Staggered by a financial scandal that unfolded on their watch, the public officials who run the Los Angeles Memorial Coliseum are preparing to turn over control of the taxpayer-owned stadium to USC under a lease that would deliver it into private hands for up to 42 years.
The deal would essentially end the Coliseum Commission's stewardship of the 88-year-old landmark — built as a memorial to World War I veterans — whose mismanagement led to a sweeping criminal indictment of key executives last month.
USC would be responsible for staffing, day-to-day operations and event scheduling, among other duties. The government panel, composed of state, county and city appointees, would perform only a limited oversight role.
The confidential lease draft, which The Times obtained, states that the school would receive lucrative naming and advertising rights to the Coliseum. USC could restrict use of the stadium for "public interest" events, such as a community Fourth of July celebration, to eight per year.
The commission has also proposed including its parking lot, its roadside sign on the 110 Freeway and even the companion Sports Arena in the package.
USC would have the options to operate the Sports Arena, hand it back to the panel if the structure became a burden or demolish it to build something like a soccer stadium.
In return, USC would assume about $1 million in annual rent payments that the Coliseum makes to the state, which owns the land. It would maintain the property and complete a host of renovations that would be funded in part with stadium revenues. School officials say the improvements would cost about $70 million.
USC would also pick up costs of a new sound system, video board and some commission administrative tasks.
The commission has conducted the lease negotiations with USC in secrecy and has not released a draft of the agreement. The panel takes up the matter at its monthly meeting Wednesday. A final vote could come next month.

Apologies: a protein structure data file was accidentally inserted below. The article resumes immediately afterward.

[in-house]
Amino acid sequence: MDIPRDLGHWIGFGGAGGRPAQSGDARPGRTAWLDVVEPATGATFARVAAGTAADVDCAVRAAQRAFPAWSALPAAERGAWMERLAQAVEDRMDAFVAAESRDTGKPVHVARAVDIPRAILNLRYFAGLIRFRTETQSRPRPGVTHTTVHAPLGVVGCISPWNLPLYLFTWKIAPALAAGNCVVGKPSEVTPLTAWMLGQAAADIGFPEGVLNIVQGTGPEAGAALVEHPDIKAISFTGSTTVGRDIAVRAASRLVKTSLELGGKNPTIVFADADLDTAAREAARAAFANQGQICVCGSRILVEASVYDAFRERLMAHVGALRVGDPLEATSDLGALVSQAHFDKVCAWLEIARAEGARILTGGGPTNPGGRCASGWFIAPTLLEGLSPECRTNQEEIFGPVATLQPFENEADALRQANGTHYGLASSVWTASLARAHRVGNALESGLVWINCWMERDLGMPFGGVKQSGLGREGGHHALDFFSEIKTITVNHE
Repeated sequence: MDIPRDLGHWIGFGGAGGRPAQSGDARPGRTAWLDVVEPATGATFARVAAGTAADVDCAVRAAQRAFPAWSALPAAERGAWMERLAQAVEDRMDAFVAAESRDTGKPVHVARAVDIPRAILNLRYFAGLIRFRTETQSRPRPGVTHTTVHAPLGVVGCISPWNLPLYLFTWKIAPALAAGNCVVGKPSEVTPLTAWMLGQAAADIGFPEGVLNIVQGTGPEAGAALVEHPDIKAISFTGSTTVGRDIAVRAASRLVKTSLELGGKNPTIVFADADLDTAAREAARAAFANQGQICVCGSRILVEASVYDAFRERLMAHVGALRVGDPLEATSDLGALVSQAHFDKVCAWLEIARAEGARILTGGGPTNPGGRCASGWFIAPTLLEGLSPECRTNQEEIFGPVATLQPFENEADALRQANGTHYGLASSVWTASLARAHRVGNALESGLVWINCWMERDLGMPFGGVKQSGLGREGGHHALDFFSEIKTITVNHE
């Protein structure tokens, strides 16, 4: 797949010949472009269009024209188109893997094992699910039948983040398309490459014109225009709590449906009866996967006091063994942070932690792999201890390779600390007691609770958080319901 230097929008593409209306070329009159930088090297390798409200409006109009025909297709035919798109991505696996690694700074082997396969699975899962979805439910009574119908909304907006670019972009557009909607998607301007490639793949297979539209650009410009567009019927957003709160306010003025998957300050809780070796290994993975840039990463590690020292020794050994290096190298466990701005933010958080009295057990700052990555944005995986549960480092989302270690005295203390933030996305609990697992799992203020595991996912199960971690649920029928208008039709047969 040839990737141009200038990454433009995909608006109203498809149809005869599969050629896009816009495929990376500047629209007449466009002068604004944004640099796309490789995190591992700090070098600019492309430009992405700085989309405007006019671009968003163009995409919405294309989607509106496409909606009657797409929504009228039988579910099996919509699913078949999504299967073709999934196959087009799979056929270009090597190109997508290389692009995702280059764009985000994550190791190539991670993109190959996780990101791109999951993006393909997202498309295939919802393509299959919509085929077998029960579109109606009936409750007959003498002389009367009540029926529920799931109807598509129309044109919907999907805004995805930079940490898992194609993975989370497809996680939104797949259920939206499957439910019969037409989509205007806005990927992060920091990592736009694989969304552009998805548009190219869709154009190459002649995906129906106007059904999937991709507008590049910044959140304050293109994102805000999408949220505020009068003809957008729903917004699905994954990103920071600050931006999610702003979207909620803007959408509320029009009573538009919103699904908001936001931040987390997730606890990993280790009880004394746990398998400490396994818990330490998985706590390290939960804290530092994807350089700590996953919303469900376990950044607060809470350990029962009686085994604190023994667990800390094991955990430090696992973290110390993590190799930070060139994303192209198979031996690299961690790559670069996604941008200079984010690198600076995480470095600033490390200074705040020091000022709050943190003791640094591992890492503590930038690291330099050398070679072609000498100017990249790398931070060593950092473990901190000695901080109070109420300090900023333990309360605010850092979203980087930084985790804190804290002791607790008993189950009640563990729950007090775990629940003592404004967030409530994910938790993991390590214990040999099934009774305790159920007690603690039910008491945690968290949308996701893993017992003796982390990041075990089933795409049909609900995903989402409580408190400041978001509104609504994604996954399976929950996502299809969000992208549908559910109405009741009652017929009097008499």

Commissioners who favor the lease have said the public would win because the agreement calls on USC to refurbish the Coliseum and ensures the stadium's future as home to the school's Trojan football team. "Without this kind of deal, the Coliseum is going to be a museum piece," said county Supervisor Zev Yaroslavsky, a commissioner.
In a statement Tuesday, Thomas Sayles, senior vice president for University Relations at USC, said: "Our goal is to make the Coliseum a proud landmark and gathering place for all Angelenos. We support public disclosure and discussion of all lease terms before any deal is approved."
Some outside experts are dubious about the proposal, labeling it extraordinary. They say USC would reap most of the benefit of the stadium upgrades that represent the school's main contribution to the agreement.
"I don't know of any situation that is like this, where a public stadium is turned over to a private school," said Andrew Zimbalist, a sports economist at Smith College in Massachusetts. "It's perplexing. It seems that the Coliseum could have done a lot better bargaining job."
On the other hand, Zimbalist said, "The alternative is to have an incompetent commission run this thing."